Bird-watching luxury cruise passengers with high power binoculars spotted a fishing boat in distress and tried desperately to alert the captain of the Star Princess, owned by Carnival, of Concordia fame.
But the Princess, with a full complement of 2,500 "newlywed, overfed and nearly dead" well heeled luxury passengers sailed blithefully on, leaving one young man to die that night and another to die five days later.
Judy Meredith, one of the birdwatchers, tried to contact the Coast Guard via emails that she has provided, but the Coast says it didn't get the messages.
"It was a really big, white ship. I was waving a red T-shirt, and Fernando was waving a bright orange life jacket over his head. For a minute it looked like they were going to turn and come for us., but then they just went on their way," said Adrian in an interview with www.panama-guide.com.
This would have been just another sad story of third world ill-equipped fisherman, but for the fact that 18 year-old Adrian Vasquez managed to live another nine days, when he was rescued.
He tried to tell people about the big white ship that had passed him by nine days earlier, but nobody believed him.
Unfortunately for the Star Princess/Carnival, one of the bird watchers, Judy Meredith of Bend, Ore., was determined to find out what happened to the fishing boat in distress. When she saw the news stories about Adrian's amazing survival after 28 days at sea, she put two and two together.
Meredith also saw a little noticed local story in Panama-Guide.com and contacted the reporter Don Winner.
Winner was skeptical at first. He thought the chances of Meredith's distressed fishing boat and the one that Adrian was on, being one in the same, were astronomical. Meredith sent him pictures of her distressed sighting taken from high powered cameras.
Winner tracked down Adrian and he confirmed that Meredith's pictures were of him waving for help that fateful day.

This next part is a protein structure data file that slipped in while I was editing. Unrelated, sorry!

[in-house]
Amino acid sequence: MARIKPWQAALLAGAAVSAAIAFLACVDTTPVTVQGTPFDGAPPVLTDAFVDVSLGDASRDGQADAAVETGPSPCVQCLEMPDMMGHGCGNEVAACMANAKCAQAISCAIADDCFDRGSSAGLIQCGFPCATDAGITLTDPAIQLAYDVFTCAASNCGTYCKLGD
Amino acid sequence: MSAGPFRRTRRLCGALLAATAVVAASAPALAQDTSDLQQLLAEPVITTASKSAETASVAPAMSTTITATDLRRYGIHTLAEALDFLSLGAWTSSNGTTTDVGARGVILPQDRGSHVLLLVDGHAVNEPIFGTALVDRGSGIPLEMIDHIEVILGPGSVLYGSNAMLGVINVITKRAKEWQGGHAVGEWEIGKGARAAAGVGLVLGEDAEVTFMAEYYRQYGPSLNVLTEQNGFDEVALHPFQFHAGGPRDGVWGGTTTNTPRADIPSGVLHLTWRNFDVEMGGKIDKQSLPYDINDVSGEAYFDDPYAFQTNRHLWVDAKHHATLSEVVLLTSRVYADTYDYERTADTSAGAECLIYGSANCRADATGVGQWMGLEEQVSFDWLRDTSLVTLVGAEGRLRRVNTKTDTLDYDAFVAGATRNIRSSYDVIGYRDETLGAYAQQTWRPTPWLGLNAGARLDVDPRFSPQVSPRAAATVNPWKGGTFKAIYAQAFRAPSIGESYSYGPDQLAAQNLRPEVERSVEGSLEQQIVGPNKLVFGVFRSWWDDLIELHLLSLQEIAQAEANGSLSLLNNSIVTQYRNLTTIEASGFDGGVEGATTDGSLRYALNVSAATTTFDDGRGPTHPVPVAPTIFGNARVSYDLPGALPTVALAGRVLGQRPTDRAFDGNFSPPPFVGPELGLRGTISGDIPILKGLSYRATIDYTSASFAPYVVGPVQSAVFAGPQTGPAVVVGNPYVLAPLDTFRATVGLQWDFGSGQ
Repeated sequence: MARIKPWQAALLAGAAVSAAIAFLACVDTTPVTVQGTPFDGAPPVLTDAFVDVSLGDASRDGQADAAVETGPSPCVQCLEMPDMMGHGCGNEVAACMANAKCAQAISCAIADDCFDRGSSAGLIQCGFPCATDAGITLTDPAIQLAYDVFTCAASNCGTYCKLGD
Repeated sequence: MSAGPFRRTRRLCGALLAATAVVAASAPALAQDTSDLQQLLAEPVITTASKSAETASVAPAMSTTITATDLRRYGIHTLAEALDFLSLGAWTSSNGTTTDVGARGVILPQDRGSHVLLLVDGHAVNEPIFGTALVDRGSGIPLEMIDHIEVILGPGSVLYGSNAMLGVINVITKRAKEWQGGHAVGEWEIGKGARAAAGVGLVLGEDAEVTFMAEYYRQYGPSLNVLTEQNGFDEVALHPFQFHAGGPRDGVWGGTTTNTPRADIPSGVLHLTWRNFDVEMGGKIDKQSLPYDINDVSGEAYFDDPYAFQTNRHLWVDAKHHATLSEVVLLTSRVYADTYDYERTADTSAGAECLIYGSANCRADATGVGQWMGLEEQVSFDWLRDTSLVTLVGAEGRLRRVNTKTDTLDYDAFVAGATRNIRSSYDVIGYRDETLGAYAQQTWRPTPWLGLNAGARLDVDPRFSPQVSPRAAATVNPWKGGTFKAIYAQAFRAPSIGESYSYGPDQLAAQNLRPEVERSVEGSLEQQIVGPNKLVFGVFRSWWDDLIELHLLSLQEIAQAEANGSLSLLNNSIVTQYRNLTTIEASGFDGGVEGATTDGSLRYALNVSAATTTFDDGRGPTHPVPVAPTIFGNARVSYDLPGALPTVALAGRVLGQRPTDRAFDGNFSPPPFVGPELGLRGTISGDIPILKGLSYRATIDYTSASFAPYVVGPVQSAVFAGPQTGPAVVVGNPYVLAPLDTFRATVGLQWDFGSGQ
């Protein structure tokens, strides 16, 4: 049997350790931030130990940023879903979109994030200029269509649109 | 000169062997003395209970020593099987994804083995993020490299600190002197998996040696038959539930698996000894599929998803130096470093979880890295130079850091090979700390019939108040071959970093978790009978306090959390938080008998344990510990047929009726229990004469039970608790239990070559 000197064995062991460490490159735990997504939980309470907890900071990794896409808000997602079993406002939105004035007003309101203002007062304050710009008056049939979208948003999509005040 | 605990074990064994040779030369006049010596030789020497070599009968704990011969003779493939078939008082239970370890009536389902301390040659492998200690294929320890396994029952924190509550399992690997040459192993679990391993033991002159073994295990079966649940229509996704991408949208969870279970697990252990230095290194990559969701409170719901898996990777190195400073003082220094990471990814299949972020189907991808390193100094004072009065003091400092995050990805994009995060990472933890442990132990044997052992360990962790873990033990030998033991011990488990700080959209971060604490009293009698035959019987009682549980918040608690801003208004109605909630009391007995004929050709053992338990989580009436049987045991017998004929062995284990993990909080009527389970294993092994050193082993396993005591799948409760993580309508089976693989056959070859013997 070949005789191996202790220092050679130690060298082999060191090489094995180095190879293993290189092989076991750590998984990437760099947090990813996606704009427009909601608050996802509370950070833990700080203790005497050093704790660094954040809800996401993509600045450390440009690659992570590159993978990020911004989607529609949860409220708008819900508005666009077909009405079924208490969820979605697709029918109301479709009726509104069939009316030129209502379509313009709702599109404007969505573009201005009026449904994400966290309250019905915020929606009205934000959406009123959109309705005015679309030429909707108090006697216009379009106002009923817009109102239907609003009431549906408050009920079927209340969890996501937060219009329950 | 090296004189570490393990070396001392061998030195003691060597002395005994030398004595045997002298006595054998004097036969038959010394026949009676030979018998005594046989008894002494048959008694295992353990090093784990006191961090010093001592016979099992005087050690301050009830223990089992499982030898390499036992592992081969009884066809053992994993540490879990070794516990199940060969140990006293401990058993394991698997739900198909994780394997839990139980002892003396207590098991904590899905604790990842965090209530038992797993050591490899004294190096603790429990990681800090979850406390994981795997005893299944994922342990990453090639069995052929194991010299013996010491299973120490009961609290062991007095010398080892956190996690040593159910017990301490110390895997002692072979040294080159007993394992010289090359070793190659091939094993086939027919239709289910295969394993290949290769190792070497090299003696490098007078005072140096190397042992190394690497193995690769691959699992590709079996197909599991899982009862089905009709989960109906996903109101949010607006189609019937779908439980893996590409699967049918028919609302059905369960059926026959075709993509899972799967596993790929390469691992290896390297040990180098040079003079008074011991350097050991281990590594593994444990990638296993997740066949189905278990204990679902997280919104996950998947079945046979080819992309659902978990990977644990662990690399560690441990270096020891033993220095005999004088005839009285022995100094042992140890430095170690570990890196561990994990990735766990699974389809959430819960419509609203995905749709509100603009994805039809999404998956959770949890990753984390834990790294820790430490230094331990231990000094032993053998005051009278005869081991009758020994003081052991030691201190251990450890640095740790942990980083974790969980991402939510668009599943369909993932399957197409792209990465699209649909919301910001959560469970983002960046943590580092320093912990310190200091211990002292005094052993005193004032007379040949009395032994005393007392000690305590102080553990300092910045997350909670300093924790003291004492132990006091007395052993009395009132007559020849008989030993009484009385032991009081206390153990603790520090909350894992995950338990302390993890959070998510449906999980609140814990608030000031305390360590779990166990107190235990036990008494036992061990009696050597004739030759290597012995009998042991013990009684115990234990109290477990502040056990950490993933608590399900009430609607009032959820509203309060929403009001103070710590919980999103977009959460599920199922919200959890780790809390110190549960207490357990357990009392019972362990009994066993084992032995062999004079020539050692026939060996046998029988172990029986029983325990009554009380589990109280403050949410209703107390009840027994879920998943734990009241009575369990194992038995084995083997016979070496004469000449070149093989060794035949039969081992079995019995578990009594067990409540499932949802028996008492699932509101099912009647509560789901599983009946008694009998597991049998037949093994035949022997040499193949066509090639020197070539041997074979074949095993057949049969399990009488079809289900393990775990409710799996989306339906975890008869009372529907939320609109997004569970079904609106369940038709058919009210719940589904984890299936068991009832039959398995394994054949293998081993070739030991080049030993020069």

Oropeces Betancourt, 24, and Fernando Osario, 16, almost certainly died because the captain of the Star Princess, Edward Perrin, failed to stop and save them as legally required by international maritime law.
The first story the cruise line had told Meredith was that, according to the ship's log, the Star Princess was moving through a fishing fleet at the time. Contact was supposedly made with the fishing boat, which asked the large ship to change course to avoid damaging their nets. The waving that the bird watchers saw was the fishermen thanking the ship.
Now, as reported by London papers, Star Princess Captain Edward Perrin is devastated that he is being accused of knowingly turning his back on anyone in distress. "There appeared to be a breakdown in communication," according to the cruise line.
Apparently, the captain never got the information. This is somewhat believable, since it is the explicit and well-known policy of Carnival to keep passengers away from the captain. So who else is responsible?
So, the captain was lying, according to Winner.
It's pretty clear at this point the Captain of the Star Princess lied about his contact with the "Fifty Cent" (the fishing boat) that day. He was not, in fact, "in contact" via radio with a fishing fleet -- because they didn't have a radio. There was no need to maneuver to the West to avoid their fishing nets, because they were not fishing. They were waving their shirts and life preservers up and down, trying to be spotted, asking to be rescued. And, the captain blew them off. He made the fatal assumption that they were "just fishing."
He turned slightly to avoid them, and he went on his merry way. Now, I want to know his name...
Thank You, Judy Meredith: This amazing woman did everything she could think of to try to help these poor people. She notified the ship's captain. She notified the US Coast Guard via email. She followed up with the Princess Cruise Line -- who gave her a "corporate" answer, best suited to protect their bottom line. And then she still kept at it, and contacted me. Very, very well done. This might be the first you've heard of this story, but I doubt it will be the last.